The point here is that as big and strong as my boss was, he never ate at work, nothing but cigars and coffee all day. The fact was most of the other guys didn’t eat much, if at all either. The general attitude was that eating too much when there was work to do, would just slow you down. Keeping up with the fast pace of the quarry machinery meant only eating something on the fly at best. “I’m not paying you eat.” was another one of his common sayings. Looking back while this group of guys never did any “PT”, their wasn’t anyone there you would consider fat, most of them were between 30 and 50 years old, my boss was the oldest in his 50’s (I was by far the youngest). They were all physically tough, hard men, who would routinely worked outside in below zero weather, doing some very tough work 8-10 hours a day, longer during the summer months. Now contrast that with today’s health and fitness advice, you would think you can’t even do office work without eating a perfectly balanced meal or snack every 2-3 hours? Your metabolism will shut down, you’ll have no energy, you’ll gain weight, blah, blah, blah. To that advice I say: “Bullshit.” Like I say in my book Corps Strength; you’re not a baby and don’t need to eat like one. The fact is the multiple meal plan has been popular for many years now, and its results speak for themselves; the United States is at an all time high for obesity, heart disease, and diabetes.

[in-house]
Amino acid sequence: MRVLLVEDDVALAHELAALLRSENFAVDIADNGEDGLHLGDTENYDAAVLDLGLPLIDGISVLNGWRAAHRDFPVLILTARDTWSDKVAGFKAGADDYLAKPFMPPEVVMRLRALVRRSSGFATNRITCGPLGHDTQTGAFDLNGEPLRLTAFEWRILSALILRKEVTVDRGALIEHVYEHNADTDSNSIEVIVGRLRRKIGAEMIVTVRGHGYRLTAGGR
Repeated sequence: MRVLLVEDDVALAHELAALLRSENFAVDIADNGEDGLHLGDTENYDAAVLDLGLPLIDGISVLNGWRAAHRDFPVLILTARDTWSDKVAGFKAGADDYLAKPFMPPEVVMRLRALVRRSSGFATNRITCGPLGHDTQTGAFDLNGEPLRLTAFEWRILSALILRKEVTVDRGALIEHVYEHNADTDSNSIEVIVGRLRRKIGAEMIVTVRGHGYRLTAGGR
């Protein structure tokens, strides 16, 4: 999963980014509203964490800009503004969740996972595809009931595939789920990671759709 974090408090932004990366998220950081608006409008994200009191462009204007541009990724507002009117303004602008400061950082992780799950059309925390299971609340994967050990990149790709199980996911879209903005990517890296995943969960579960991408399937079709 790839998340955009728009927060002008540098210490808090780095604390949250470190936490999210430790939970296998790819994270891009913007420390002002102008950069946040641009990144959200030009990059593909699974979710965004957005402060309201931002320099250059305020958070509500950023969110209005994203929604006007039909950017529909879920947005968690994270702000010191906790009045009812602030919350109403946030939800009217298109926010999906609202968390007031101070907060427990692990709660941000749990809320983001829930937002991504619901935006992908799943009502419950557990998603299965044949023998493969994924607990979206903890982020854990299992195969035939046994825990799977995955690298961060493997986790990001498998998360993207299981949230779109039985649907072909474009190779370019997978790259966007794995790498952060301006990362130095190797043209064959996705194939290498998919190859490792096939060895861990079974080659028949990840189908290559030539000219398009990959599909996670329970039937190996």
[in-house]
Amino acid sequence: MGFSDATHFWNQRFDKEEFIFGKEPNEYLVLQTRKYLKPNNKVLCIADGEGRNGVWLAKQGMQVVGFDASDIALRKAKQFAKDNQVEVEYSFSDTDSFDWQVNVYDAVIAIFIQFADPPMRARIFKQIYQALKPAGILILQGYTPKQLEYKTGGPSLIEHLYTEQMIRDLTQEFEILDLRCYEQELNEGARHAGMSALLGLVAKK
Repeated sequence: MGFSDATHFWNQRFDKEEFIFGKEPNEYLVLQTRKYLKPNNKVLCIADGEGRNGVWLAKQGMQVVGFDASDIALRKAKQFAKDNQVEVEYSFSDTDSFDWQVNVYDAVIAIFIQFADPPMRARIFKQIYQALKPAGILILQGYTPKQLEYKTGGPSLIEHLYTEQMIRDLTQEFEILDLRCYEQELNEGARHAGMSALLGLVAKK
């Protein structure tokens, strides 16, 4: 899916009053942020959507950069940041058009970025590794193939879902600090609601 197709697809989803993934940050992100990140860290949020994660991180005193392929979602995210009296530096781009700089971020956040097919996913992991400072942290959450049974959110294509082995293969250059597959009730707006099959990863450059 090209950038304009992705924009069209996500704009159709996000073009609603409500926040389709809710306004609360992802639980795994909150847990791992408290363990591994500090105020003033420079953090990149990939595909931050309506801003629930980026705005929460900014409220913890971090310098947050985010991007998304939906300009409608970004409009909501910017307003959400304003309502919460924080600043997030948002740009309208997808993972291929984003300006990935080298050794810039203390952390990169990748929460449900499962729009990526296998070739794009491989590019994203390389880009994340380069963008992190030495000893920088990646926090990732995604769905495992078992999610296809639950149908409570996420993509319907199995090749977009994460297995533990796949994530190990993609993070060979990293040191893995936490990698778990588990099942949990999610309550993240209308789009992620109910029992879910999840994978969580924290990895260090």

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Even before that I was never a fan of this plan. I don’t have time for it, and I don’t think its practical or effective. I rarely eat more than what you would call a “real meal” once a day and that’s at night. During the day I eat just enough to keep me going, and never a big lunch. This isn’t anything new; General Stanley McCrystal’s routine of not eating all day, but still running 7-8 miles everyday is well known, plus more recently the “Warrior Diet” has become popular. Its the same principle I witnessed years ago. So to be productive and help stay in shape just try eating lightly during the day, and have one meal at night after the days work is done. Like I often say, maybe something old is the new answer. Does it work? My old boss recently died at 89 years old and was still working hard almost everyday. Try it. Be good and stay safe.

Semper Fi,

MGunz

www.corpsstrength.com

Corps Strength – Hump Day

Saturday, February 8th, 2014